Tag Archives: nuns

A tiff over fashion, what to wear to church on Sunday?

ARCHIVAL MOMENT

July 23, 1854

What will I wear to mass?

Edward Morris, the Manager of the Newfoundland Savings Bank in St. John’s, Newfoundland in his diary for July 23, 1854 wrote that he had a wee tiff with his wife  (Katherine Howley) it appears she was not happy with him, she was in fact so displeased with him that she refused to go to church with him.

Edward wrote in his dairy:

“Mrs Morris went to 8 o’clock mass at the Cathedral (now Basilica) giving as a reason for going early that she had no decent dress to appear in at a more fashionable hour.”

The 8 o’clock mass tended to be the mass that the kitchen maids, scullery cooks, chamber maids, house maids, sewing maids  and  the other servants attended.  The staff would all  get up early,  attend the mass, and be home before their employers and their families got up.

There was no compromise, Edward insisted that he was going to the regular 10 o’clock mass, he was not concerned about the latest clothing fashions.

Edward was quite pleased that he did attend this particular mass and no doubt delighted in reminding his wife  that  during the celebration he was  witness to a great deal of history.

THE CATHEDRAL BELLS

He wrote:

 Went to mass myself where the Bishop  (Mullock) consecrated two Bells part of the intended chime one the largest dedicated to the Blessed Virgin Mary.  The other & smaller to St Patrick the Patron Saint of Ireland …The Bishop having consecrated the Bells ascended the pulpit and explained the ceremony.”

A PLACE FOR THE EVANGELISTS

Edward also observed that:

“Today (July 23, 1854) the figures of the four evangelists were all fixed up in their places.”   

The statues of the four evangelists, St. Matthew, St. Mark, St. Luke andSt. John are located some thirty feet above the floor  of  the Cathedral. These are of Italian workmanship. They are of marble and are slightly larger than life-size. Each evangelist is shown with his appropriate symbol: St. Matthew with a child; St. Mark with a lion; St. Luke with an ox; and St. John with an eagle.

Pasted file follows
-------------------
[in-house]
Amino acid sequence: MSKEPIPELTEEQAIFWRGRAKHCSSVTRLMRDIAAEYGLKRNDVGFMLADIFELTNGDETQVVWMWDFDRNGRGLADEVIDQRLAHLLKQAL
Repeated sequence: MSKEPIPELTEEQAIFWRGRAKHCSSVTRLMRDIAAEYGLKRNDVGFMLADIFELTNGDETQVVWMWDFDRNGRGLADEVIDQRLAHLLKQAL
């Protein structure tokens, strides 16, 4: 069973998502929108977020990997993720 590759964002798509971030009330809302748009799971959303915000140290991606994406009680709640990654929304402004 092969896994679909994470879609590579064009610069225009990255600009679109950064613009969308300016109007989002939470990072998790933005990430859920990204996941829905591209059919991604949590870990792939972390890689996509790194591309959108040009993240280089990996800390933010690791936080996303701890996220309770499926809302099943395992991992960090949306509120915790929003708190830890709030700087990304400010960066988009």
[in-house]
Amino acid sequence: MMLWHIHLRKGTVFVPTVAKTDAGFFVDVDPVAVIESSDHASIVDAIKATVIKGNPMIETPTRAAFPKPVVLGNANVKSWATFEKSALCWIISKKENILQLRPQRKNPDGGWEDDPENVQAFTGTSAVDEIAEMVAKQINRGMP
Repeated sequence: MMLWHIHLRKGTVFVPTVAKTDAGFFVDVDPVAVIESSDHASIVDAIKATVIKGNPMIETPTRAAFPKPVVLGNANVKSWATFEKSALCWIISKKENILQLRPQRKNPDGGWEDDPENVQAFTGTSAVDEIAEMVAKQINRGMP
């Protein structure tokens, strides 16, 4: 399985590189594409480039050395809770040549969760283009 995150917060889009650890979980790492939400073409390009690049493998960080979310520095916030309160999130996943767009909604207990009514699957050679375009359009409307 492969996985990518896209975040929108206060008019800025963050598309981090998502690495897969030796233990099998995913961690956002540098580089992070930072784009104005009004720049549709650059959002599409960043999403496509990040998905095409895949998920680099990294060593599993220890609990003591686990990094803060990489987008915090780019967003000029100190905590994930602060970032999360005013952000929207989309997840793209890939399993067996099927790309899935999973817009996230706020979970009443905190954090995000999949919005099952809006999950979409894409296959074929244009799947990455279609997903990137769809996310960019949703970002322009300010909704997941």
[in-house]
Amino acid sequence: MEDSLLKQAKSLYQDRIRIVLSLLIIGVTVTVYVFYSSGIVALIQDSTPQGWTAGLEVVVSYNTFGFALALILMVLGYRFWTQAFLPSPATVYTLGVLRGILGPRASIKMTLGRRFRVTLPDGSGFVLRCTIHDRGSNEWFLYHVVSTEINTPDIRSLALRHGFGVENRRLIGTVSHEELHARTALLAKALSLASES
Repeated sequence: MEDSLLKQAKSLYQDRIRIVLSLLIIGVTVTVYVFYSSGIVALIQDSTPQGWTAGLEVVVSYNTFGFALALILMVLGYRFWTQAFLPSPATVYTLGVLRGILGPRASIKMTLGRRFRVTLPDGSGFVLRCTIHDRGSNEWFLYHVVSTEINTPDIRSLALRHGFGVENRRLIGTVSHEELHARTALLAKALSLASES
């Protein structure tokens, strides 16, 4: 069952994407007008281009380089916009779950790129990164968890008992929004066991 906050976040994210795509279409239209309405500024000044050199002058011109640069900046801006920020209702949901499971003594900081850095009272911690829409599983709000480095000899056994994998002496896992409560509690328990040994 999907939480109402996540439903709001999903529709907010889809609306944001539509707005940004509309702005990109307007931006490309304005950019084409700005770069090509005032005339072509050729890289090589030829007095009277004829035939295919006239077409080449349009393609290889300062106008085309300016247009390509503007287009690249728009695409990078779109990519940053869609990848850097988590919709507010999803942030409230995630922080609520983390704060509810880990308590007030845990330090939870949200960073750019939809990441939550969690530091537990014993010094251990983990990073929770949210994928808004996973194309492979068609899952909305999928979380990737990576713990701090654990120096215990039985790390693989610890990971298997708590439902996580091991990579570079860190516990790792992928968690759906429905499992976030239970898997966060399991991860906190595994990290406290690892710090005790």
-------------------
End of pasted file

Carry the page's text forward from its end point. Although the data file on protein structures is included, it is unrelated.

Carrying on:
A PLACE FOR THE NUNS

It was not only the evangelists that found their place in the Cathedral on July 23, 1854. Mr. Morris also noted:

“And the nuns (Presentation Sisters)  for the first time occupied the gallery appropriated to them behind the high altar.”

The  gallery is now  situated  behind a grilled window set in the east wall of the apse. From the small room behind this window, the Sisters of the Presentation can participate in the Parish Masses.

Recommenced Reading; Biographical Sketch on Edward Morris:  http://www.biographi.ca/009004-119.01-e.php?BioId=39843

Recommended Archival Collection:   At the Archives of the R.C. Archdiocese: The Edward Morris Diaries:  Edward Morris was a businessman, politician, and office-holder; born in 1813 in Waterford (Republic of Ireland), son of Simon Morris. In  1852  Edward married Katherine Howley ofSt  John’s.

Recommended Virtual Exhibit: From Cornerstone to Cathedral- History of the Basilica Cathedral, St. John’s.  http://www.museevirtuel-virtualmuseum.ca/sgc-cms/expositions-exhibitions/basilique-basilica/en/index.html

Amelia Earhart in Trepassey

ARCHIVAL MOMENT

June 17, 1928 

Amelia Earhart, June 14, 1928, Trepassey, Newfoundland

As a passenger on the Friendship, (Fokker F7 airplane) Amelia Earhart, the first woman to hop the Atlantic, flew from Trepassey, Newfoundland, to Burry Port, Wales, on June 17, 1928.